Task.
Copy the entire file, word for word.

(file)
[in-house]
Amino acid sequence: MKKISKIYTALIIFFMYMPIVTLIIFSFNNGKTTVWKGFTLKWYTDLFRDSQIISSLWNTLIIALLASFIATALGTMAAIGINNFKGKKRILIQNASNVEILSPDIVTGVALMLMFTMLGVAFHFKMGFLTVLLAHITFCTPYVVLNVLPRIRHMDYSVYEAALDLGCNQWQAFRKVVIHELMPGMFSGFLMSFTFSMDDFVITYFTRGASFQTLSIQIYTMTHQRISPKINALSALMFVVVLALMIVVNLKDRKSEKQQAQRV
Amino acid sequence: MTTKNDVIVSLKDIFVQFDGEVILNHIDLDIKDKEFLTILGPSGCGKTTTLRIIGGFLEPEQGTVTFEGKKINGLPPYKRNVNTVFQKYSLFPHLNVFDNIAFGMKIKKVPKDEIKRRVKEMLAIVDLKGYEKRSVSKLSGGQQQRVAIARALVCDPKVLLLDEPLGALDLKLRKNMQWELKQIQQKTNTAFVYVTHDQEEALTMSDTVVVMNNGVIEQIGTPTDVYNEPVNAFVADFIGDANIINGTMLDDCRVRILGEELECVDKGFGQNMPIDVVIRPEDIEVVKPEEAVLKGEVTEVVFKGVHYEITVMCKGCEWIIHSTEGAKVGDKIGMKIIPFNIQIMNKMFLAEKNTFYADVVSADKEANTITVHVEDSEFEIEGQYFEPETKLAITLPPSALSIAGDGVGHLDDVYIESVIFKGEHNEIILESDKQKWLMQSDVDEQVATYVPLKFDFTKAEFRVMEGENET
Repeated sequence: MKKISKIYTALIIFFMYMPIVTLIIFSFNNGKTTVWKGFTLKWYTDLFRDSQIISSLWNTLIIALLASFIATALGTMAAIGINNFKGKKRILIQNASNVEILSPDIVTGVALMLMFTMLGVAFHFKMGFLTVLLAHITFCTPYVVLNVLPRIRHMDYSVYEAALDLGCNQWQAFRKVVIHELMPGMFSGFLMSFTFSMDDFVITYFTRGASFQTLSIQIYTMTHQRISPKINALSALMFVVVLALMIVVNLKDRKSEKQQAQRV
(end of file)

[in-house]
Amino acid sequence: MKKISKIYTALIIFFMYMPIVTLIIFSFNNGKTTVWKGFTLKWYTDLFRDSQIISSLWNTLIIALLASFIATALGTMAAIGINNFKGKKRILIQNASNVEILSPDIVTGVALMLMFTMLGVAFHFKMGFLTVLLAHITFCTPYVVLNVLPRIRHMDYSVYEAALDLGCNQWQAFRKVVIHELMPGMFSGFLMSFTFSMDDFVITYFTRGASFQTLSIQIYTMTHQRISPKINALSALMFVVVLALMIVVNLKDRKSEKQQAQRV
Amino acid sequence: MTTKNDVIVSLKDIFVQFDGEVILNHIDLDIKDKEFLTILGPSGCGKTTTLRIIGGFLEPEQGTVTFEGKKINGLPPYKRNVNTVFQKYSLFPHLNVFDNIAFGMKIKKVPKDEIKRRVKEMLAIVDLKGYEKRSVSKLSGGQQQRVAIARALVCDPKVLLLDEPLGALDLKLRKNMQWELKQIQQKTNTAFVYVTHDQEEALTMSDTVVVMNNGVIEQIGTPTDVYNEPVNAFVADFIGDANIINGTMLDDCRVRILGEELECVDKGFGQNMPIDVVIRPEDIEVVKPEEAVLKGEVTEVVFKGVHYEITVMCKGCEWIIHSTEGAKVGDKIGMKIIPFNIQIMNKMFLAEKNTFYADVVSADKEANTITVHVEDSEFEIEGQYFEPETKLAITLPPSALSIAGDGVGHLDDVYIESVIFKGEHNEIILESDKQKWLMQSDVDEQVATYVPLKFDFTKAEFRVMEGENET
Repeated sequence: MKKISKIYTALIIFFMYMPIVTLIIFSFNNGKTTVWKGFTLKWYTDLFRDSQIISSLWNTLIIALLASFIATALGTMAAIGINNFKGKKRILIQNASNVEILSPDIVTGVALMLMFTMLGVAFHFKMGFLTVLLAHITFCTPYVVLNVLPRIRHMDYSVYEAALDLGCNQWQAFRKVVIHELMPGMFSGFLMSFTFSMDDFVITYFTRGASFQTLSIQIYTMTHQRISPKINALSALMFVVVLALMIVVNLKDRKSEKQQAQRV